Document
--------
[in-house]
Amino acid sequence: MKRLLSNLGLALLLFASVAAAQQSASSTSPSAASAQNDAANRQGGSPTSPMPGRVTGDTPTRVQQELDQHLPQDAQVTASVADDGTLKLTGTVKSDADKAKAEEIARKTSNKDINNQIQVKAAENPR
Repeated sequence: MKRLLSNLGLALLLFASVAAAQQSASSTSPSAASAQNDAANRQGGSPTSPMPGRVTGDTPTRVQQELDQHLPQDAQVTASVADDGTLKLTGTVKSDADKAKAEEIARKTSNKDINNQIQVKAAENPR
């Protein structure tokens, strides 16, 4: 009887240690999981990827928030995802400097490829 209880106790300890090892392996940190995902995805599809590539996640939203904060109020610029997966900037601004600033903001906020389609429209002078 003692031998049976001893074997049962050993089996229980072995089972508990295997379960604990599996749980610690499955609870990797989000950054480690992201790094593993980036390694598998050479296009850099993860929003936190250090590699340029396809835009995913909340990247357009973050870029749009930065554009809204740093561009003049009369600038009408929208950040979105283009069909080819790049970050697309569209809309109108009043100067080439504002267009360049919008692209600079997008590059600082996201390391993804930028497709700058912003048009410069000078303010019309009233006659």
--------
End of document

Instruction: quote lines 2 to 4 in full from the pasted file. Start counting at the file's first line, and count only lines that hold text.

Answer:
Amino acid sequence: MKRLLSNLGLALLLFASVAAAQQSASSTSPSAASAQNDAANRQGGSPTSPMPGRVTGDTPTRVQQELDQHLPQDAQVTASVADDGTLKLTGTVKSDADKAKAEEIARKTSNKDINNQIQVKAAENPR
Repeated sequence: MKRLLSNLGLALLLFASVAAAQQSASSTSPSAASAQNDAANRQGGSPTSPMPGRVTGDTPTRVQQELDQHLPQDAQVTASVADDGTLKLTGTVKSDADKAKAEEIARKTSNKDINNQIQVKAAENPR
């Protein structure tokens, strides 16, 4: 009887240690999981990827928030995802400097490829 209880106790300890090892392996940190995902995805599809590539996640939203904060109020610029997966900037601004600033903001906020389609429209002078 003692031998049976001893074997049962050993089996229980072995089972508990295997379960604990599996749980610690499955609870990797989000950054480690992201790094593993980036390694598998050479296009850099993860929003936190250090590699340029396809835009995913909340990247357009973050870029749009930065554009809204740093561009003049009369600038009408929208950040979105283009069909080819790049970050697309569209809309109108009043100067080439504002267009360049919008692209600079997008590059600082996201390391993804930028497709700058912003048009410069000078303010019309009233006659």